There is a huge ideological divide between politicians and voters. There are clear causes, but the fact remains that most voters simply have no opportunity to vote for a candidate who represents them.
Part of the problem is caused by the very nature of our two-party system. You can’t encapsulate the ideologies of over 300 million people into Brand A and Brand B. Not everyone likes Coke or Pepsi. Some people like RC Cola, or Dr. Pepper, or tea, or coffee, or apple juice, or even just plain water.
For a country that demands grocery stores with hundreds of different kinds of beverages, cable TV with hundreds of different channels, and vibrators in every shape from a small egg up to a full fist… we are woefully lacking in variety when it comes to politics.
The parties have played to this disparity to great success, especially Republicans. I say this because I notice a far greater ideological gap between most Republicans and their elected officials than I do between most Democrats and their elected officials. I say this largely based on the fact that I have never heard of a reasonable Republican politician being elected during my lifetime, and yet I meet reasonable Republicans all the time.
I hear Democrats being called the “big tent” party from time to time, but I find that the people who are Democrats support all of the same initiatives, though they may not all apply to them personally. Most are pro-choice (even the men), pro-immigration (even white liberals), pro-gun control (even the gun owners), anti-war (even the soldiers), anti-rich (even the kids of rich people), and whatever else I missed. There are some people who don’t agree on an issue or two, sure, but it’s nothing like I see among Republicans.
For Republicans, this is almost reversed. From what I can tell, I have never met a Republican who wouldn’t have been happier just electing a Democrat (and I base this on record, not rhetoric). In fact, I meet Republicans all the time who are just as liberal as any Democrat I’ve met, in that they are essentially Democrats with one issue as the sole exception (like a lot of Democrats, actually). Often, that issue is seen by the Republican as being of the utmost importance, so they vote for a Republican who then goes off and does all the other stuff they didn’t support, as well.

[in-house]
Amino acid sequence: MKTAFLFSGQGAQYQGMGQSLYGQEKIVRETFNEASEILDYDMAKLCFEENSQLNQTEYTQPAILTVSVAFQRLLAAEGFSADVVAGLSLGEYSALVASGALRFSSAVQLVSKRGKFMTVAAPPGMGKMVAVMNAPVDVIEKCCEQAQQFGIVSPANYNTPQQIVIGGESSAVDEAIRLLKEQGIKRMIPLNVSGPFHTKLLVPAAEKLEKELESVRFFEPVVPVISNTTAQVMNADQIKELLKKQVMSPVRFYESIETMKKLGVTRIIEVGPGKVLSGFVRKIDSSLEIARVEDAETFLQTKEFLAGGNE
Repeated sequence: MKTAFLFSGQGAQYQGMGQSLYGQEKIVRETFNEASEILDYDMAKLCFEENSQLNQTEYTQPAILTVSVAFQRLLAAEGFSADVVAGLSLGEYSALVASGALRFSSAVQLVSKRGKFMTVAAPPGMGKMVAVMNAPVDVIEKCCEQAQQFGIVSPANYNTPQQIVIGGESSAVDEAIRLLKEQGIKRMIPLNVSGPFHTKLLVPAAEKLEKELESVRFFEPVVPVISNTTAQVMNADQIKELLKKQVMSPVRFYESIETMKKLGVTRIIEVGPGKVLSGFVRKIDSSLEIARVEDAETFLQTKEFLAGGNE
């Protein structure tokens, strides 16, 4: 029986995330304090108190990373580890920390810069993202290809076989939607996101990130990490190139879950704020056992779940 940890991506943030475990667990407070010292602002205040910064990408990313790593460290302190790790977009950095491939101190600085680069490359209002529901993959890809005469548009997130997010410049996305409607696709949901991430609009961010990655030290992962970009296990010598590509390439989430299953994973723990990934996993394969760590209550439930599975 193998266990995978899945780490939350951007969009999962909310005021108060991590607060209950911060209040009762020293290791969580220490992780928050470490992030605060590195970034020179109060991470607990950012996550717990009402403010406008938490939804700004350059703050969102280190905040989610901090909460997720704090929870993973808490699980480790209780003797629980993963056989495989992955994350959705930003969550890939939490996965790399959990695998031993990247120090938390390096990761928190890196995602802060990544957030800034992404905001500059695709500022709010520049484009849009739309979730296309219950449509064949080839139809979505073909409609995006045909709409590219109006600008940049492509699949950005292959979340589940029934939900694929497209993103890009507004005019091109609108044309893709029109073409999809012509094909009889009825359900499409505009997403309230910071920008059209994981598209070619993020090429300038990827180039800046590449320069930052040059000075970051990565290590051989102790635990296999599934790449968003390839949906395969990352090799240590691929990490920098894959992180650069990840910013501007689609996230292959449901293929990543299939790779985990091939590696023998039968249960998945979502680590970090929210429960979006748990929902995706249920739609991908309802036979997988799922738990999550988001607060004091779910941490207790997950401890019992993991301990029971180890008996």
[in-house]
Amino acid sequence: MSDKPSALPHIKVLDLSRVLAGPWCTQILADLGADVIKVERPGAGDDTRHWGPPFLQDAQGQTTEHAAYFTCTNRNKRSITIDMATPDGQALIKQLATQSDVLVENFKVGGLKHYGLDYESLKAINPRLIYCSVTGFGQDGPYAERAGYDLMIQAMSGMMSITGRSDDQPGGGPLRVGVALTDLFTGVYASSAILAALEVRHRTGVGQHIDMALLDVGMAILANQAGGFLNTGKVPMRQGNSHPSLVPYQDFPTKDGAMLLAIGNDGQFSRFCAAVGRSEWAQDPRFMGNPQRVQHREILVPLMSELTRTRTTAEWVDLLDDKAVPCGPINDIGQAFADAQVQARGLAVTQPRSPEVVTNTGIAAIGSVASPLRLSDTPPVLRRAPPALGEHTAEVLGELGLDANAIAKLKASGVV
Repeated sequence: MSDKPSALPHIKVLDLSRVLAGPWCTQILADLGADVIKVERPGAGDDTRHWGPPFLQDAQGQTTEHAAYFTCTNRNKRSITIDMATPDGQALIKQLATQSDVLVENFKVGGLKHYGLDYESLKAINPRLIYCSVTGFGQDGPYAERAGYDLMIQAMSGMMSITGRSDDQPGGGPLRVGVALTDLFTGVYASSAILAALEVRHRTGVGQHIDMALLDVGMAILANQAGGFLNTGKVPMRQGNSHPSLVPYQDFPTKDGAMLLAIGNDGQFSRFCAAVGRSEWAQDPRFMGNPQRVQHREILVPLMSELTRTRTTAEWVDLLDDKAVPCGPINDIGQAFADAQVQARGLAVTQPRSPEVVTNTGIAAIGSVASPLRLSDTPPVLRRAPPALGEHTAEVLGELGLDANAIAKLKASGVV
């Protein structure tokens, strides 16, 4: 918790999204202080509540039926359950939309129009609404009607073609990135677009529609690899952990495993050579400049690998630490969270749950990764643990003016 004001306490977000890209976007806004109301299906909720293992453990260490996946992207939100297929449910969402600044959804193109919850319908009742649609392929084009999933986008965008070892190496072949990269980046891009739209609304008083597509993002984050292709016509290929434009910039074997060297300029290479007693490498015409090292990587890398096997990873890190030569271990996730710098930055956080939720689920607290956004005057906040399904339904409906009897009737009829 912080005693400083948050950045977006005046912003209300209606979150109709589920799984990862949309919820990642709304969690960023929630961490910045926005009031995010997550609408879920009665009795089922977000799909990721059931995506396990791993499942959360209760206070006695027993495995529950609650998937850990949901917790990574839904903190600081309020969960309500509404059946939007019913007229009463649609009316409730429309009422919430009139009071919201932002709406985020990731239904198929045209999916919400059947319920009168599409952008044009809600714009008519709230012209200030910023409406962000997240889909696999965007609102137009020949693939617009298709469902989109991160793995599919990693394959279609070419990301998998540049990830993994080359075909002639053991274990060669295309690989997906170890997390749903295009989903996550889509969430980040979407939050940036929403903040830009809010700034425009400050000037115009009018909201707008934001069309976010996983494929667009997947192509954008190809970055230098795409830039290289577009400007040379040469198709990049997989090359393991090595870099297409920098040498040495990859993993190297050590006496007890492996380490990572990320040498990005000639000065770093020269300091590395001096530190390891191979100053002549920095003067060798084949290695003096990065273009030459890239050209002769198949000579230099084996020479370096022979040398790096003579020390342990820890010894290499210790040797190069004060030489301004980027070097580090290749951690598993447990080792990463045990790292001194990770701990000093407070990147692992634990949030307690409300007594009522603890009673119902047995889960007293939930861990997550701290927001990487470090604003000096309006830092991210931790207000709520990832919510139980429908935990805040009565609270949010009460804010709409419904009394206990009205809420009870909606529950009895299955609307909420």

There’s so many kinds of Republicans, compared to the almost zombie-like clone army that is the Democratic Party. This is sad, because the Republican party is monolithic in its voting record. Since the Reagan administration, Republicans have stuck together on just about everything, and this loyalty has paid off for them in that all of their initiatives seem to pass, despite public outcry (I don’t expect a bunch of dithering, candy-ass Democrats to stop them).
There isn’t one issue I’ve seen that I haven’t met, not just a few, but many Republicans who oppose what is a primary pillar of the Republican Party. This must be frustrating for Republican voters, because if your most important issue is fiscal responsibility, you probably won’t get it at all (Republican politicians are not fiscally responsible for anything besides trillion-dollar debts), and yet you have to endure attacks on abortion and opposition to gay marriage, both of which are issues I know many Republican voters would flip parties on.
I’ve met many who identify with being on the right who understand that global warming is happening (one even helpfully pointed out that “climate change” isn’t liberal rebranding of a failed idea, but is actually from the mouths of Bush-era press secretaries, specifically concocted by Frank Luntz, conservative spin-man). I’ve met people who identify as conservative who oppose violent interventionist foreign policy and the buildup of the military industrial complex (hell, it was Republican president Dwight Eisenhower who coined the term, “military industrial complex”).
It’s mind-boggling, really, that such an ideologically diverse group of people manage to elect the most backwards, brain-dead bullshit artists I have ever seen. Republican politicians make me wonder if perhaps it’s a good thing that America is on its way down. I wouldn’t trust most Republican politicians with running a lemonade stand for a day. By the time I got back, dozens of customers would be suing me for lead poisoning and they would have run off with all the money.
At least a Democrat would have stuck around and apologized when they fuck up. You gotta love Democrats. They’re like Republicans, only they have a conscience. It doesn’t make them do the right thing, but you can at least tell they feel bad about it afterwards. Republican politicians are like some idiot who takes a shit in the pool, loudly takes credit for it, and is proud of it enough to tell people about it for years afterward. Show a little shame, at least.
The solution is simple, if you ask me. We need more political parties. Three. No, not three political parties, three new political parties, to go along with the shitty two we already have.
What three should they be? Stick around, and the next time I’m bored, I’ll tell you. Or, better yet, tell me what you want from a political party. Or don’t, and bitch about what I come up with on my own. That’s the beauty of interactive blogs.
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